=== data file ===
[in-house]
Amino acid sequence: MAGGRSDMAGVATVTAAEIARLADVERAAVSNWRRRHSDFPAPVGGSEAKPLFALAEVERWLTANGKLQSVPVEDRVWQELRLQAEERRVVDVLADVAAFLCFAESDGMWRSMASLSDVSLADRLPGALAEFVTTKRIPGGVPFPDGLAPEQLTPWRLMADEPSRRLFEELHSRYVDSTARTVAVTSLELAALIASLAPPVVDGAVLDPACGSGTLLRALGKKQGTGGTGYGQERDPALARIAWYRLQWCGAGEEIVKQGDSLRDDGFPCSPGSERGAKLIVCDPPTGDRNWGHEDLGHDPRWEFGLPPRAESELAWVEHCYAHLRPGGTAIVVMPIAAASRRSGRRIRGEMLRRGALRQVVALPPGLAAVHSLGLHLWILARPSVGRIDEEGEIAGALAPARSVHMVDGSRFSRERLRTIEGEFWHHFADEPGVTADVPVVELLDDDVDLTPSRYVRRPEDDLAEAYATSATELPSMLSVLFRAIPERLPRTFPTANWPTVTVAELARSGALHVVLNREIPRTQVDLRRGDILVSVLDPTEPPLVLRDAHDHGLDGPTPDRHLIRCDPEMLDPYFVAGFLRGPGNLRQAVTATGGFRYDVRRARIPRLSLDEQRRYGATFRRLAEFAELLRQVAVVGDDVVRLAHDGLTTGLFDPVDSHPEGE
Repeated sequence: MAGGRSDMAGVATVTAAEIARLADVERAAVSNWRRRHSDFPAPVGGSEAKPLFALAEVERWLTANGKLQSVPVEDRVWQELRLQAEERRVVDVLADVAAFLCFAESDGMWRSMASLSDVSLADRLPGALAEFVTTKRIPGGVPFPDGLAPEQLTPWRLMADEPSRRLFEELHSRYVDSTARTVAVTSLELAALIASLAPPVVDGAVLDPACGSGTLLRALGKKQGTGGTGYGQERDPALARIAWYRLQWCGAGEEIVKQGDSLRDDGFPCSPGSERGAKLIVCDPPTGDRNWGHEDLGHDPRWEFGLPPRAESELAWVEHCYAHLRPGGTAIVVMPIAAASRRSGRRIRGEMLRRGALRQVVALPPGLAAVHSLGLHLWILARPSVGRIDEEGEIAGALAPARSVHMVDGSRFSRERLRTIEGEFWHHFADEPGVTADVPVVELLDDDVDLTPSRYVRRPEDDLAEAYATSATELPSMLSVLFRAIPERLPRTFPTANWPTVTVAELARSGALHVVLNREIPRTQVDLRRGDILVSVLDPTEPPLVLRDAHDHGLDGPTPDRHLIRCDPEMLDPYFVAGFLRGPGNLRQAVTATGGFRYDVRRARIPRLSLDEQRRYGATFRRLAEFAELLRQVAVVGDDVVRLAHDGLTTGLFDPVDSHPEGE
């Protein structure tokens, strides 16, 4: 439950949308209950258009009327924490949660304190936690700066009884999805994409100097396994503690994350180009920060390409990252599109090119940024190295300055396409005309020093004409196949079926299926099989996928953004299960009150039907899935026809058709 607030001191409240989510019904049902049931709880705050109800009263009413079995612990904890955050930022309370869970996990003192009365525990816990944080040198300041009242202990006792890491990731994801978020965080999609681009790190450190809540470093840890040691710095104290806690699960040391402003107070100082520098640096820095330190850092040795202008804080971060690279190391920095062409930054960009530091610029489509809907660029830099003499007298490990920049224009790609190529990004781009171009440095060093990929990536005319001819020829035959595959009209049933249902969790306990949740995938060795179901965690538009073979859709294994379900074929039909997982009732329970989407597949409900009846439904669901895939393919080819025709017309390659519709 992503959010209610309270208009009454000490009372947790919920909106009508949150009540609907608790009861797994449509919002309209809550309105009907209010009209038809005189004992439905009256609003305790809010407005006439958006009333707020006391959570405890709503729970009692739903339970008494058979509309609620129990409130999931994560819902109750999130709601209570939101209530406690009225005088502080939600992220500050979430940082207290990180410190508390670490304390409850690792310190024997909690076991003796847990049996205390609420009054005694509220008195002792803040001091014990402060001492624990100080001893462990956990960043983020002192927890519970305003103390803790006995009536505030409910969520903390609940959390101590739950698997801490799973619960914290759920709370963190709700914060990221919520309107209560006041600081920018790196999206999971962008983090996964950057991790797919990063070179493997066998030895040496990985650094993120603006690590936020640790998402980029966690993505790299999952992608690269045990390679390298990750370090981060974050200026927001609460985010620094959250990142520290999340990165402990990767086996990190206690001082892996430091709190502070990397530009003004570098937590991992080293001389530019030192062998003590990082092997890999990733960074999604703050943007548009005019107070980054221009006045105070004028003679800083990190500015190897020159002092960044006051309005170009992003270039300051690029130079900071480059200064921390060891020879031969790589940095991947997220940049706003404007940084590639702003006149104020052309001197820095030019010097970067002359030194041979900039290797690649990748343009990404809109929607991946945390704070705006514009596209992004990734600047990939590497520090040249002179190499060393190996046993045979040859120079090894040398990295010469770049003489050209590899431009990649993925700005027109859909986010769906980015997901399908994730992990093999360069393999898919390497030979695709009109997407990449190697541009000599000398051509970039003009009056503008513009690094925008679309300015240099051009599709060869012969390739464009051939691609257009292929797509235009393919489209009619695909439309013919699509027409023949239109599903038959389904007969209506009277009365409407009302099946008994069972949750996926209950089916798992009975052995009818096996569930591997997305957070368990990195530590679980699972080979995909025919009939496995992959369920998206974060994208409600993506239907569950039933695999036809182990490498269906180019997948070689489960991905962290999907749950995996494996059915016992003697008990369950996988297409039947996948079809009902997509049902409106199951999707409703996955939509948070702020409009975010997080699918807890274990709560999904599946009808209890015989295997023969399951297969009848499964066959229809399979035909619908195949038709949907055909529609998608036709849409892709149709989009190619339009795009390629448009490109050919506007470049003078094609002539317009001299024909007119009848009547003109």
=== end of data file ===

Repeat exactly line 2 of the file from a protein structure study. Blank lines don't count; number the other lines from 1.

Amino acid sequence: MAGGRSDMAGVATVTAAEIARLADVERAAVSNWRRRHSDFPAPVGGSEAKPLFALAEVERWLTANGKLQSVPVEDRVWQELRLQAEERRVVDVLADVAAFLCFAESDGMWRSMASLSDVSLADRLPGALAEFVTTKRIPGGVPFPDGLAPEQLTPWRLMADEPSRRLFEELHSRYVDSTARTVAVTSLELAALIASLAPPVVDGAVLDPACGSGTLLRALGKKQGTGGTGYGQERDPALARIAWYRLQWCGAGEEIVKQGDSLRDDGFPCSPGSERGAKLIVCDPPTGDRNWGHEDLGHDPRWEFGLPPRAESELAWVEHCYAHLRPGGTAIVVMPIAAASRRSGRRIRGEMLRRGALRQVVALPPGLAAVHSLGLHLWILARPSVGRIDEEGEIAGALAPARSVHMVDGSRFSRERLRTIEGEFWHHFADEPGVTADVPVVELLDDDVDLTPSRYVRRPEDDLAEAYATSATELPSMLSVLFRAIPERLPRTFPTANWPTVTVAELARSGALHVVLNREIPRTQVDLRRGDILVSVLDPTEPPLVLRDAHDHGLDGPTPDRHLIRCDPEMLDPYFVAGFLRGPGNLRQAVTATGGFRYDVRRARIPRLSLDEQRRYGATFRRLAEFAELLRQVAVVGDDVVRLAHDGLTTGLFDPVDSHPEGE